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develop a deeper understanding of food-web structure and dynamics, it seems increasingly likely that parasitic helminths play a major role in ecosystem function and may even supply important economic services to humans. Understanding the structure of food webs remains among the deepest scientific challenges of the 21st century. Parasites will play a key role in developing this understanding, yet they are at least as threatened by mass extinction as are many other species—potentially even more so. A healthy functioning ecosystem will have a full complement of parasitic species (Hudson et al., 2006). Fully determining the role that parasites play in regulating natural systems remains a major challenge for ecologists and evolutionary biologists. If the major job of conservation biologists is to maintain fully functional food webs, then it is crucial that we consider parasites as a vital and necessary component of biodiversity. It is then but a small step to acknowledge that these animals are well worth conserving.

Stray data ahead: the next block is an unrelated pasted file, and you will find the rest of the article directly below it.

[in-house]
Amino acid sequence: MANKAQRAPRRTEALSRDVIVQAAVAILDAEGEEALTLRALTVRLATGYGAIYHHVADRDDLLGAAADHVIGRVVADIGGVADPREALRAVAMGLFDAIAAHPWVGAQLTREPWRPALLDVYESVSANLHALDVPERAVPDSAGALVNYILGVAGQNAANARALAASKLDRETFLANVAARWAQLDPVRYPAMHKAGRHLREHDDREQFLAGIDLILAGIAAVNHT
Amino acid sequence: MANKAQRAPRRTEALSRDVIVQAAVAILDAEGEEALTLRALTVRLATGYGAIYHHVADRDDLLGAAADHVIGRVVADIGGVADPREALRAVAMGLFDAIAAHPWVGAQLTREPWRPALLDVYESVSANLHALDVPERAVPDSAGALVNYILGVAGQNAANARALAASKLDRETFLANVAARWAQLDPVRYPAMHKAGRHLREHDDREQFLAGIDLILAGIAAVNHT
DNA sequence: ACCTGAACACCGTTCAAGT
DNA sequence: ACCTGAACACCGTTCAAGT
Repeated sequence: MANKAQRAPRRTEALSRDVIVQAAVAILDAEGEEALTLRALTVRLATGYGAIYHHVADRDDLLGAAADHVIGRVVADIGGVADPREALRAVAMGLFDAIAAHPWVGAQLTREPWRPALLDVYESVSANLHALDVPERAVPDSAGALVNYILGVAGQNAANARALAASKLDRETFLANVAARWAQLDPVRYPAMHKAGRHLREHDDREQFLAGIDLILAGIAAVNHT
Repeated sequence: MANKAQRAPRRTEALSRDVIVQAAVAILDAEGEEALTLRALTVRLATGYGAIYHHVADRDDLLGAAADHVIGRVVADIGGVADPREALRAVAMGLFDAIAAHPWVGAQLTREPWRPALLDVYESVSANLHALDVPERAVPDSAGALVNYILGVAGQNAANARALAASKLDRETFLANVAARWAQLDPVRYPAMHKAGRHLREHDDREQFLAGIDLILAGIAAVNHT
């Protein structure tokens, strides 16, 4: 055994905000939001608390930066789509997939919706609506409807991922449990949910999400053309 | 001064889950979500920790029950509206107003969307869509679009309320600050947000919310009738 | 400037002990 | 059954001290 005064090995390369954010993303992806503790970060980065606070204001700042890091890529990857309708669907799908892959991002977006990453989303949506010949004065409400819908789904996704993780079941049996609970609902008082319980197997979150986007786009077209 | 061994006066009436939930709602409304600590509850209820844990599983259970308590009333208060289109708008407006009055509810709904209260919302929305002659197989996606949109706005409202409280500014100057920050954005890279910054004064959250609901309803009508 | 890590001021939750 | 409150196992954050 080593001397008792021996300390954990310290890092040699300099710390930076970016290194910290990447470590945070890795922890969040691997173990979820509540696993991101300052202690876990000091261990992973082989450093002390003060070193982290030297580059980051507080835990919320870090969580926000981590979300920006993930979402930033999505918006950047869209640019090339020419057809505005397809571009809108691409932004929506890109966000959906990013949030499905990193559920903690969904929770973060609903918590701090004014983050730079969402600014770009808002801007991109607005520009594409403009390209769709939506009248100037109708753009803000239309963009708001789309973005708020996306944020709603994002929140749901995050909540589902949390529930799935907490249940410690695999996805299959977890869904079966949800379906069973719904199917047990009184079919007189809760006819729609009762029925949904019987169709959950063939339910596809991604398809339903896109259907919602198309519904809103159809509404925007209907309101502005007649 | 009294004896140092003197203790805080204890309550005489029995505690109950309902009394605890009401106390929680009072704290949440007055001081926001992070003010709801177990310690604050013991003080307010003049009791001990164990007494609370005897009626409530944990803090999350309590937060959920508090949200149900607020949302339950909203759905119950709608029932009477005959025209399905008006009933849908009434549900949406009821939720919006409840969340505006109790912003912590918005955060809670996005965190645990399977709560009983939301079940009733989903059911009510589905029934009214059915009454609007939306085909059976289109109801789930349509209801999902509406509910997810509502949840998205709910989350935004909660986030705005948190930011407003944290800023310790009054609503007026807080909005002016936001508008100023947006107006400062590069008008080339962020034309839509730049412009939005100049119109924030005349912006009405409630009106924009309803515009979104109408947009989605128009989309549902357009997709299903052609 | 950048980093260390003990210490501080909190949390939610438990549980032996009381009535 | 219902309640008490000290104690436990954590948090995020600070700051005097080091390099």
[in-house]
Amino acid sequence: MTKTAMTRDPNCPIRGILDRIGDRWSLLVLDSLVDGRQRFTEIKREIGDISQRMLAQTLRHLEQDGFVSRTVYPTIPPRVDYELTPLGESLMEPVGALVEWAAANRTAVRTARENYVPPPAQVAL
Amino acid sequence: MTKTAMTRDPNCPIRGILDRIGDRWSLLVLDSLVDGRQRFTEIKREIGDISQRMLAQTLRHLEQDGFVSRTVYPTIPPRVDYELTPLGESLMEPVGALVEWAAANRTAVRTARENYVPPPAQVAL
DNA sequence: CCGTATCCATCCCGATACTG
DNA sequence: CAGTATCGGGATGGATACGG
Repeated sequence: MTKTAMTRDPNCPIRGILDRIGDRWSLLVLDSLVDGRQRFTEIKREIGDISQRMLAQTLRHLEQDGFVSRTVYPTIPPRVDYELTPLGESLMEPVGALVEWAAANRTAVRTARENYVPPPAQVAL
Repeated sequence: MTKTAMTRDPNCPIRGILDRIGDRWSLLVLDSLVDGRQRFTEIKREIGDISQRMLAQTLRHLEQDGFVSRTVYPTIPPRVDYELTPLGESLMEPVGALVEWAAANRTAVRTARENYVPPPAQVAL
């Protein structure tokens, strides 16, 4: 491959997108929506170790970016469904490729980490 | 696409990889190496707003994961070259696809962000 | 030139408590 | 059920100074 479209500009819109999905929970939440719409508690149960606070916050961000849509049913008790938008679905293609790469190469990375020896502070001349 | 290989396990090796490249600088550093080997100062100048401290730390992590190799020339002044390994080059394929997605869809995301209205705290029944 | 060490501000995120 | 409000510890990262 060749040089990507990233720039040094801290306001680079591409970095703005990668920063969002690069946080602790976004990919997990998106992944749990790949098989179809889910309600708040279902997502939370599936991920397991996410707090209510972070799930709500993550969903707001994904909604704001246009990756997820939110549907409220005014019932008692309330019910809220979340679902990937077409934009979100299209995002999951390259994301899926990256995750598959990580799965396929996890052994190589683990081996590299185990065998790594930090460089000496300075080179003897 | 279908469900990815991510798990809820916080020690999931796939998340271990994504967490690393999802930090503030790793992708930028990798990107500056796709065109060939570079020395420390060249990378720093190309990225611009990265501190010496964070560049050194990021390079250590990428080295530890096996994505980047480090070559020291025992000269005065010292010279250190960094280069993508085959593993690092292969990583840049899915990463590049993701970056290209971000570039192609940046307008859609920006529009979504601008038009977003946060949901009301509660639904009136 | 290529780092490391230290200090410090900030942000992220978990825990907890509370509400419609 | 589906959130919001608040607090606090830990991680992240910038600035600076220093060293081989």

A.D.’s thinking about this whole topic was hugely shaped by many conversations with Robert M. May; we are very grateful to him for the insights provided by these discussions and to John Avise, Doug Erwin, Michael Donoghue, Nadia Talhouk, and Alejandra Jaramillo for comments on an earlier draft. The first draft of the chapter was written in Kilimanjaro, Nairobi, and Heathrow Airports; A.D. thanks British Airways and Precision Air for the patience, care, and attention of their ground staff. This work was supported by National Institutes of Health and National Science Foundation Ecology of Infectious Disease Program Grant DEB-0224565.

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